Best to look around on the web...for a good deal on a new engine..Besides when you sell the boat..a diesel with low hrs..fairly new is far better then telling some guy it was rebuilt.."that means nothing"

Remember you have a SAIL boat...what you want is a good deal on a reliable engine..to stop the cash drain at its source..

I see guys splitting hairs on performance characterizations...I'm sorry but that's one stage separated from contemplating your naval..Get out there and sail with a reliable engine...put the mind on areas relative to reliability and bang for your buck.



Tom,

I have always done my own engine work but as I have so many other projects currently in the works with the refit, I decided to farm it out. Now with a $795.00 bill in order to get an estimate for a repair that makes no sense considering the proposed cost vs. a new motor I am not a happy guy. I am planning on having a discussion with the mechanic regarding his bill. Your assesment about mechanics is right on. I am trying to find out what the old Perkins is worth.

CB
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Old 06-03-2007, 11:13   #44
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I don't think you quite get it all though. You are getting a new starter. So take the starter out of the quote. Keep the old one. You are getting a new Alternator. Do the same. Go through and remove all things not required to "recon" the motor. You will find the price will dramaticly drop. This guy is doing a top job. I think he is approaching this a a true pro. Others out there would be very happy to do a very quick recon and return a rusty iron lump to you. It may run, but it is hardly recon'd.
Lets face it, it will be a totaly new engine and just as reliable as any new engine, by the time he has finished with it. With the result of no cost in upgrading and having an engine that although may be a 30yr old design, will probably outlast the new Yanmar.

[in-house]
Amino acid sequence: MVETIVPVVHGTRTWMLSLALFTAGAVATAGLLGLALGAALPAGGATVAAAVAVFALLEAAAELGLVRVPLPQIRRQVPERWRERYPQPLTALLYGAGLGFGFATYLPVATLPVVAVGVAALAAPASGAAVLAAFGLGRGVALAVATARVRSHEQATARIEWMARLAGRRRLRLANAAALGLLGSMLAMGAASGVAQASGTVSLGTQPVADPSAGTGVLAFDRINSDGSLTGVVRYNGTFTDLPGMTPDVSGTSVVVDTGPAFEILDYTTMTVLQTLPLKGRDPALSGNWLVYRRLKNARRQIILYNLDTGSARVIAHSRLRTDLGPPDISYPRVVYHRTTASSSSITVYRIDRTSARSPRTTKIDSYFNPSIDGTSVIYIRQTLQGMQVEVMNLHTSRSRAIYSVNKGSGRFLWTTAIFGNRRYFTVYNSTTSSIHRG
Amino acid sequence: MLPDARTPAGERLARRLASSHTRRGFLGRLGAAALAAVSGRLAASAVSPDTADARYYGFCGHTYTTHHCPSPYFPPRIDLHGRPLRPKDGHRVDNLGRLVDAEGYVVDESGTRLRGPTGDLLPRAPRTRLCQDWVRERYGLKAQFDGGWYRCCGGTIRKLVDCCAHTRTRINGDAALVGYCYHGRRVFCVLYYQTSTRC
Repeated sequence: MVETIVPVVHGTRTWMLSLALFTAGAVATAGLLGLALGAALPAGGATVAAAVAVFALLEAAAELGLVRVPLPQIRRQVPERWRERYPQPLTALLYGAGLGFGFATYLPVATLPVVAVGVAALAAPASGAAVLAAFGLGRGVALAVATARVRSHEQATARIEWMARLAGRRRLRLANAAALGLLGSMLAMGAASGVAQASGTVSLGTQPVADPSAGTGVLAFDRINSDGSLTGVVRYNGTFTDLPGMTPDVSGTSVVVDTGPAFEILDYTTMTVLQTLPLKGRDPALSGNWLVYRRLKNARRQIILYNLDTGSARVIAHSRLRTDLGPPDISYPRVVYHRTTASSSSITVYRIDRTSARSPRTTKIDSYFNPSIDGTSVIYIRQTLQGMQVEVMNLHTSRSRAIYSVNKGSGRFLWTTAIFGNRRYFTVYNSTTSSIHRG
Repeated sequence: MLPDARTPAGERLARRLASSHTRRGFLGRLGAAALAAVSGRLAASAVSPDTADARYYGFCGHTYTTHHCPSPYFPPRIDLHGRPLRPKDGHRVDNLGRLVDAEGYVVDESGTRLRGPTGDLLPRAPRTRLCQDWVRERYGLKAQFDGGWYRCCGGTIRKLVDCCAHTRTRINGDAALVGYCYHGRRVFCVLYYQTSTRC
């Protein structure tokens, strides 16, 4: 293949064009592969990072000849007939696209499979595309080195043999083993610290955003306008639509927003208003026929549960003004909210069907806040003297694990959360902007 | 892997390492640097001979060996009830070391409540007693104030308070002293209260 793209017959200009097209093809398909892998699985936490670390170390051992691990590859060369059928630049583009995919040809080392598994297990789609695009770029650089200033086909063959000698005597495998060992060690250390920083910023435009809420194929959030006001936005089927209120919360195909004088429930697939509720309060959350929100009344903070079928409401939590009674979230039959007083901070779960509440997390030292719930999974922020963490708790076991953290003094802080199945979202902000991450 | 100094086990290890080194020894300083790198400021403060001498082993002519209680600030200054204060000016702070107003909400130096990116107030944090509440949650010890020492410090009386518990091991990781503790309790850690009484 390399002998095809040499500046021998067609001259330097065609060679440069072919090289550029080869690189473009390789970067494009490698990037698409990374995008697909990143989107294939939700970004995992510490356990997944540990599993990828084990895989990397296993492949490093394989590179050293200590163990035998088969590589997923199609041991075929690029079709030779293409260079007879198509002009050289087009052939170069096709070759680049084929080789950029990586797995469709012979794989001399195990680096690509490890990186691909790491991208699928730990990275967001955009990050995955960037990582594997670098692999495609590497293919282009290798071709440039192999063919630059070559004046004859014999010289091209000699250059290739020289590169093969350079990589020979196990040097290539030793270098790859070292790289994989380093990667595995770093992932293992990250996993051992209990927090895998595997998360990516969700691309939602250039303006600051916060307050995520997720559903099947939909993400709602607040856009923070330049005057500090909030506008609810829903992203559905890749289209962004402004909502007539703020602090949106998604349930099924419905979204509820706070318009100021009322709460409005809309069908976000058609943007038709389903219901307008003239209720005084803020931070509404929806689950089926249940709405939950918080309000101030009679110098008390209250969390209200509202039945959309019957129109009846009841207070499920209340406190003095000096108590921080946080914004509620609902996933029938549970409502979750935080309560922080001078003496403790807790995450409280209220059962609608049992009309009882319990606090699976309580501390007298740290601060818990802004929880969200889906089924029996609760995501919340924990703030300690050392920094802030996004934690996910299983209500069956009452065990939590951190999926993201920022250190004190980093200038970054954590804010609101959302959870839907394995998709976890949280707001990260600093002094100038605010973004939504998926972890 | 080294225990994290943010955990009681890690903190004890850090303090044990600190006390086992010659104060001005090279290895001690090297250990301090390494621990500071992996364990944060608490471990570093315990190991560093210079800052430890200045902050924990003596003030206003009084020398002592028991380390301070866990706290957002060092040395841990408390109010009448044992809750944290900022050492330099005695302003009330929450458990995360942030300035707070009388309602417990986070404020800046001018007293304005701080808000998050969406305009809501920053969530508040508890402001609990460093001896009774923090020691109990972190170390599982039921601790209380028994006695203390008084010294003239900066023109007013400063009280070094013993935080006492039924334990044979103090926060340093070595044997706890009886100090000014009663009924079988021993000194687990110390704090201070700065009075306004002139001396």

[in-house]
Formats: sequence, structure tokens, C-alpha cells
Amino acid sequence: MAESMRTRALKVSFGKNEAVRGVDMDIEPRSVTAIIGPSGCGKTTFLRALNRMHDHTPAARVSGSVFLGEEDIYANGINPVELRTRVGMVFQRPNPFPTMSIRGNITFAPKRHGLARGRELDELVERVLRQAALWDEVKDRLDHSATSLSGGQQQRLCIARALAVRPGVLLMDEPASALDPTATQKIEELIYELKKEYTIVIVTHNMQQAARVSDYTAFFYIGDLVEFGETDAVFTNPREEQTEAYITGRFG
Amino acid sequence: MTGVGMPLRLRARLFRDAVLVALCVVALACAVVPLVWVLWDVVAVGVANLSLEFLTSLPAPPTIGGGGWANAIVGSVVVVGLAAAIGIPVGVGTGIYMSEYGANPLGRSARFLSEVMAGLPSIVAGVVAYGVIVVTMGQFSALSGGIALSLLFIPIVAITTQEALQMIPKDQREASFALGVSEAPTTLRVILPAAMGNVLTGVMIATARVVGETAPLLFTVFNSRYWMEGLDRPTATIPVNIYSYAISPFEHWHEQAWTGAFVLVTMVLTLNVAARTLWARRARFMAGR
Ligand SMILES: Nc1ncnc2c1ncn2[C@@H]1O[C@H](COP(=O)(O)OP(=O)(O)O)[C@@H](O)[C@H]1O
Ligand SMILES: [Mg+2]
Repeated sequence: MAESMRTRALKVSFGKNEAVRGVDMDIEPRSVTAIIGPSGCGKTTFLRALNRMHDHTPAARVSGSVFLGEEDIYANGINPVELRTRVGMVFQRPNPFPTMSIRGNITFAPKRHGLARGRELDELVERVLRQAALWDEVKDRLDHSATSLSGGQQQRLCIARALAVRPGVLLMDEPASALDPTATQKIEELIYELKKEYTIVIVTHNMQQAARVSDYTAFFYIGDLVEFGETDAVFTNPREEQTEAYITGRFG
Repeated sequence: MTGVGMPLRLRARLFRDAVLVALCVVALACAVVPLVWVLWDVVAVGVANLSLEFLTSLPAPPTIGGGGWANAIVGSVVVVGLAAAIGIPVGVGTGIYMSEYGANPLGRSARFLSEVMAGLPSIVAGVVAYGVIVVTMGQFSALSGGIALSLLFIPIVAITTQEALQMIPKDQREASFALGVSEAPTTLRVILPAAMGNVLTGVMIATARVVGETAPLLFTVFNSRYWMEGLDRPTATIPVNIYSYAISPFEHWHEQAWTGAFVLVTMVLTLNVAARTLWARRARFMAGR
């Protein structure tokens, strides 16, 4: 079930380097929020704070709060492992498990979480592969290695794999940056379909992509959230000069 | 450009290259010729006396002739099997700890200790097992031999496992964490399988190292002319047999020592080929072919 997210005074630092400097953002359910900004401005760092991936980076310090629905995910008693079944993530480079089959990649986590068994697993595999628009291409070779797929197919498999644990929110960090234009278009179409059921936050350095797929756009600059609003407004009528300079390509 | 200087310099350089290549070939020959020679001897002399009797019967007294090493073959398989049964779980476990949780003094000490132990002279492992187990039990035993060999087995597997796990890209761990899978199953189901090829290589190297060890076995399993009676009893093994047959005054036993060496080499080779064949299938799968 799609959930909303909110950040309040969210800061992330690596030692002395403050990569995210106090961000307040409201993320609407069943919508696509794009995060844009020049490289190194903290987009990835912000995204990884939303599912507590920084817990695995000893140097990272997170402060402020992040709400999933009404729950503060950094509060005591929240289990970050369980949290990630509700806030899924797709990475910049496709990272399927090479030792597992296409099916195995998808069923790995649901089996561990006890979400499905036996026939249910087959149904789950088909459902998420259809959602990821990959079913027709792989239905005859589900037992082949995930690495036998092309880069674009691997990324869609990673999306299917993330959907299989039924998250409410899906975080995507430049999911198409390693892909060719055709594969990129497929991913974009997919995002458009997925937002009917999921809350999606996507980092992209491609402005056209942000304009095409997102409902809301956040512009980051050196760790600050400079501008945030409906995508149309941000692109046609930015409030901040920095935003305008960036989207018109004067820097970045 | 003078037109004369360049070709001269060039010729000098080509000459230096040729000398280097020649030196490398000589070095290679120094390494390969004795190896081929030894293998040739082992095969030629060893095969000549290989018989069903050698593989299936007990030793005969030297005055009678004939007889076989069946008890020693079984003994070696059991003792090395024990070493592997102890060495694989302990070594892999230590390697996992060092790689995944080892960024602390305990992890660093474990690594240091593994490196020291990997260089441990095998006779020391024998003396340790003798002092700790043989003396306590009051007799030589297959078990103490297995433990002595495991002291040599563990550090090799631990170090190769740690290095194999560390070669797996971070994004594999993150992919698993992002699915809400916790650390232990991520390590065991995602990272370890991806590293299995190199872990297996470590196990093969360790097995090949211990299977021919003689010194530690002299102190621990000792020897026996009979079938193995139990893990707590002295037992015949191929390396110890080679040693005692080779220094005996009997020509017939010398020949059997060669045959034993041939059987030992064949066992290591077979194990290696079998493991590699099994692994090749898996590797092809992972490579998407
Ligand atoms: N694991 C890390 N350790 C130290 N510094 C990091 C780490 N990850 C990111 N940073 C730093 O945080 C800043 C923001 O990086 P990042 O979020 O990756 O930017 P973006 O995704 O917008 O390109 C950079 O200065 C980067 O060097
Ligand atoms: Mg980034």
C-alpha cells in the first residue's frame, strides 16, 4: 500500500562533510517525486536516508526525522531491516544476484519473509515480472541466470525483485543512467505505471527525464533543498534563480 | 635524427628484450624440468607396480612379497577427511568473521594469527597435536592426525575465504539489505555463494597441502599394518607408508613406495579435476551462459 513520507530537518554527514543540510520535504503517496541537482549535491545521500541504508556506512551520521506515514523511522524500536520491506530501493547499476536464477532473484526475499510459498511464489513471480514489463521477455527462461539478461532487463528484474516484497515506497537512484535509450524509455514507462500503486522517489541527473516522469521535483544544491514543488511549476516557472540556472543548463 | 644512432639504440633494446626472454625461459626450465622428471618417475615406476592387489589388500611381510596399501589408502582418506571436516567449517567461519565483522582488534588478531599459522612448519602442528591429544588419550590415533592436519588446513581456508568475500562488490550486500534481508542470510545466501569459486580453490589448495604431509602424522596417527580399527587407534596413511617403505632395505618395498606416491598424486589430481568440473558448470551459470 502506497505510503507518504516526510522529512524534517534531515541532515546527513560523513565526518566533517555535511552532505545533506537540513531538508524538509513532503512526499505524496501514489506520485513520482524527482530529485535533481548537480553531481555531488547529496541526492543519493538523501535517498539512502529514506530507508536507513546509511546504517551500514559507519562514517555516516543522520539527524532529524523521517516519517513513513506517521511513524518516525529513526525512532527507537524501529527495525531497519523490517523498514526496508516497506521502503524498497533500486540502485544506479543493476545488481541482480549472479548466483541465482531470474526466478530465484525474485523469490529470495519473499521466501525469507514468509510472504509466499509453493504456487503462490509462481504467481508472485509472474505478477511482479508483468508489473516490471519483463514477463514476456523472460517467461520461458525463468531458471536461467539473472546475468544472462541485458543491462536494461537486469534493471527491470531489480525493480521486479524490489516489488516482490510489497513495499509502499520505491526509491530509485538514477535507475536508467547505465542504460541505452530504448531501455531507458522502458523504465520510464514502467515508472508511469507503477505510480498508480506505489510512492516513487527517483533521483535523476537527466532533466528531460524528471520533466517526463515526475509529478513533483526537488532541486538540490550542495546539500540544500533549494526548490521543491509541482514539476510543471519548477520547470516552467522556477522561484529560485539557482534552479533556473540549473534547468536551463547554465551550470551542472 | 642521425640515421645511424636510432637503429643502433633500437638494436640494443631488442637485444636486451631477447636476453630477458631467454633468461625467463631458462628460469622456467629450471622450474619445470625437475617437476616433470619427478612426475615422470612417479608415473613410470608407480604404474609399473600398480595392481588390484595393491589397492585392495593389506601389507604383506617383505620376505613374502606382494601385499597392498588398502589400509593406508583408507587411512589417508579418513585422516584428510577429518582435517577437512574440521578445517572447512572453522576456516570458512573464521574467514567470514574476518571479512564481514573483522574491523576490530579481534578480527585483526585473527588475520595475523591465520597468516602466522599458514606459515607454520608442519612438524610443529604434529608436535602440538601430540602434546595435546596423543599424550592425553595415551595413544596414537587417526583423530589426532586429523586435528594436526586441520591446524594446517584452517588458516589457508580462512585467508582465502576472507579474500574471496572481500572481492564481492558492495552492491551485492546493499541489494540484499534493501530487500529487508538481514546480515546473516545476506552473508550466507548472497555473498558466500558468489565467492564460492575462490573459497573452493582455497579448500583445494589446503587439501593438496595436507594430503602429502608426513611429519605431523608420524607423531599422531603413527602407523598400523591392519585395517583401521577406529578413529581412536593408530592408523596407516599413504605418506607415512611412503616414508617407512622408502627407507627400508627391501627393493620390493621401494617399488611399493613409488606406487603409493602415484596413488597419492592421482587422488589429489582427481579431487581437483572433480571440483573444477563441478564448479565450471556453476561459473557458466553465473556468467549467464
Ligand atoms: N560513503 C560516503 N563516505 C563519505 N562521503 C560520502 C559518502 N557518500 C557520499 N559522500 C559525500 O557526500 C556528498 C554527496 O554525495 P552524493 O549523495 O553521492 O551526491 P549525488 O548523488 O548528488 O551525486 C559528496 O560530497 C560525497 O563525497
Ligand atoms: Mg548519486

Or.....How about cutting a deal with the mechanic. Say to him, "if I buy a new engine, will you take the 108 as a trade in and the $795 off the price of the new engine".
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Old 06-03-2007, 13:58   #45
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[quote=Alan Wheeler]I don't think you quite get it all though. You are getting a new starter. So take the starter out of the quote. Keep the old one. You are getting a new Alternator. Do the same. Go through and remove all things not required to "recon" the motor. You will find the price will dramaticly drop. This guy is doing a top job. I think he is approaching this a a true pro. Others out there would be very happy to do a very quick recon and return a rusty iron lump to you. It may run, but it is hardly recon'd.
Lets face it, it will be a totaly new engine and just as reliable as any new engine, by the time he has finished with it. With the result of no cost in upgrading and having an engine that although may be a 30yr old design, will probably outlast the new Yanmar.
Or.....How about cutting a deal with the mechanic. Say to him, "if I buy a new engine, will you take the 108 as a trade in and the $795 off the price of the new engine".[/quote]

Alan,

I really appreciate your willingness to comment on this issue, however I don't know how you can state that a rebuild with an "unknown mechanic", for a motor that is more than 30years old and has sat unused for the last 8+ years will be a totaly new engine. @ $7,600 for the Perkins vs $8,600.00 for a brand new Yanmar package that includes new reduction gear, new intrumentation, new engine mounts, two year worldwide gurantee, more horsepower, less vibration, better fuel economy. I am also in total agreement with the gentleman in this thread who stated that the mechanic had an obligation somewhere "long" before he put 9hrs worth of labor into to discovory to indicate to me that the motor was going to need extensive costly work. In the U.S. we have phrases that go something like "acceptable standard","workmanlike practice" and "normal and customary" and I don't feel that the way this was handled came under any of those headings.

Cheers,

CB